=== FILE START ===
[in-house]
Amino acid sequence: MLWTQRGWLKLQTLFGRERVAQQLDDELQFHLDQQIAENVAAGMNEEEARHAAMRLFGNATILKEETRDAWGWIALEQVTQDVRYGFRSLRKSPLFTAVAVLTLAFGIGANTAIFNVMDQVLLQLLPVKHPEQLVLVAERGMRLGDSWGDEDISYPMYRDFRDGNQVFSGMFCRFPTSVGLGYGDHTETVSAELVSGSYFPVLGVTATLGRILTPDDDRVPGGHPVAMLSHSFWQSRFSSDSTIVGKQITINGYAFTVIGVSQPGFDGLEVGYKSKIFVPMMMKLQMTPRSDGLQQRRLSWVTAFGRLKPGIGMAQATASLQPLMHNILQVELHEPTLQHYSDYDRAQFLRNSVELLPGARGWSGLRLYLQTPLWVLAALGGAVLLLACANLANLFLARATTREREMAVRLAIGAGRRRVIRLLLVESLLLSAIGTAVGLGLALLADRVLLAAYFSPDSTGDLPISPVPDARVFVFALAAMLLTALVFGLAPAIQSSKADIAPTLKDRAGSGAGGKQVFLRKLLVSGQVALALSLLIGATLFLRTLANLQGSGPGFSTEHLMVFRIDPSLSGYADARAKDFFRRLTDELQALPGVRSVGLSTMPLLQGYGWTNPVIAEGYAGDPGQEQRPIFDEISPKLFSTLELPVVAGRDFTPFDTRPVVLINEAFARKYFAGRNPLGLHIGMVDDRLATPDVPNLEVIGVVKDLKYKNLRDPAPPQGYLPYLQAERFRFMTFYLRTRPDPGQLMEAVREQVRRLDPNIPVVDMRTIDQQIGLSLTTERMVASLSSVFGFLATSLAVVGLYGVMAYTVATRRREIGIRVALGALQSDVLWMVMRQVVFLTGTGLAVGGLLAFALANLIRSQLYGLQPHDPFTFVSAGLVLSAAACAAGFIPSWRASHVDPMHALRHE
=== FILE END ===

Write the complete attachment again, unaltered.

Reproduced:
[in-house]
Amino acid sequence: MLWTQRGWLKLQTLFGRERVAQQLDDELQFHLDQQIAENVAAGMNEEEARHAAMRLFGNATILKEETRDAWGWIALEQVTQDVRYGFRSLRKSPLFTAVAVLTLAFGIGANTAIFNVMDQVLLQLLPVKHPEQLVLVAERGMRLGDSWGDEDISYPMYRDFRDGNQVFSGMFCRFPTSVGLGYGDHTETVSAELVSGSYFPVLGVTATLGRILTPDDDRVPGGHPVAMLSHSFWQSRFSSDSTIVGKQITINGYAFTVIGVSQPGFDGLEVGYKSKIFVPMMMKLQMTPRSDGLQQRRLSWVTAFGRLKPGIGMAQATASLQPLMHNILQVELHEPTLQHYSDYDRAQFLRNSVELLPGARGWSGLRLYLQTPLWVLAALGGAVLLLACANLANLFLARATTREREMAVRLAIGAGRRRVIRLLLVESLLLSAIGTAVGLGLALLADRVLLAAYFSPDSTGDLPISPVPDARVFVFALAAMLLTALVFGLAPAIQSSKADIAPTLKDRAGSGAGGKQVFLRKLLVSGQVALALSLLIGATLFLRTLANLQGSGPGFSTEHLMVFRIDPSLSGYADARAKDFFRRLTDELQALPGVRSVGLSTMPLLQGYGWTNPVIAEGYAGDPGQEQRPIFDEISPKLFSTLELPVVAGRDFTPFDTRPVVLINEAFARKYFAGRNPLGLHIGMVDDRLATPDVPNLEVIGVVKDLKYKNLRDPAPPQGYLPYLQAERFRFMTFYLRTRPDPGQLMEAVREQVRRLDPNIPVVDMRTIDQQIGLSLTTERMVASLSSVFGFLATSLAVVGLYGVMAYTVATRRREIGIRVALGALQSDVLWMVMRQVVFLTGTGLAVGGLLAFALANLIRSQLYGLQPHDPFTFVSAGLVLSAAACAAGFIPSWRASHVDPMHALRHE